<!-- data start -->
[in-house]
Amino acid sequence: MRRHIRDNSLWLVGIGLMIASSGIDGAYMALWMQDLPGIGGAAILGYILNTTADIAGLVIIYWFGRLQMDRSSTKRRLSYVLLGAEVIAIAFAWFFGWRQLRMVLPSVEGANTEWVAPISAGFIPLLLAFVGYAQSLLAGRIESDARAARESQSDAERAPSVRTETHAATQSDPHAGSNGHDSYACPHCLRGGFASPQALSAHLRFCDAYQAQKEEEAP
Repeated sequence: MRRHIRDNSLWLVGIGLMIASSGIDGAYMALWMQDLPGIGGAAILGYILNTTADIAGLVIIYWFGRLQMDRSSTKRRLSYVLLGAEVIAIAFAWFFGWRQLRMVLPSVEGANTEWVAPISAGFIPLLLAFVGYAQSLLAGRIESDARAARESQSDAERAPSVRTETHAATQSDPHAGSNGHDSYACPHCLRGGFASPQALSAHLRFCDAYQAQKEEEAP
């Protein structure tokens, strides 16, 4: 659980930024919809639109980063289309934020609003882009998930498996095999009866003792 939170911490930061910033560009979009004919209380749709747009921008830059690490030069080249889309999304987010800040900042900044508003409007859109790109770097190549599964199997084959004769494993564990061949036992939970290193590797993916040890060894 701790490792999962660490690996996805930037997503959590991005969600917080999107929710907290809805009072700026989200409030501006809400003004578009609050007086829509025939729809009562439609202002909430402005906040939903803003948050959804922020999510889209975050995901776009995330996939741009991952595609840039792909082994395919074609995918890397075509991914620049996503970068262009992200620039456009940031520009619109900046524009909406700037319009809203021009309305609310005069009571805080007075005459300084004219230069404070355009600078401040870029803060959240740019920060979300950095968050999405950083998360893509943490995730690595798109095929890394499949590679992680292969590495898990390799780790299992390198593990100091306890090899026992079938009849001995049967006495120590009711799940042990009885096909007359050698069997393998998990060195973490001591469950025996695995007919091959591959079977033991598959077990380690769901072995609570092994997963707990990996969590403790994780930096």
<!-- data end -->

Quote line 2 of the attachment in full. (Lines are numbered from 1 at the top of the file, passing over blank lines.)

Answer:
Amino acid sequence: MRRHIRDNSLWLVGIGLMIASSGIDGAYMALWMQDLPGIGGAAILGYILNTTADIAGLVIIYWFGRLQMDRSSTKRRLSYVLLGAEVIAIAFAWFFGWRQLRMVLPSVEGANTEWVAPISAGFIPLLLAFVGYAQSLLAGRIESDARAARESQSDAERAPSVRTETHAATQSDPHAGSNGHDSYACPHCLRGGFASPQALSAHLRFCDAYQAQKEEEAP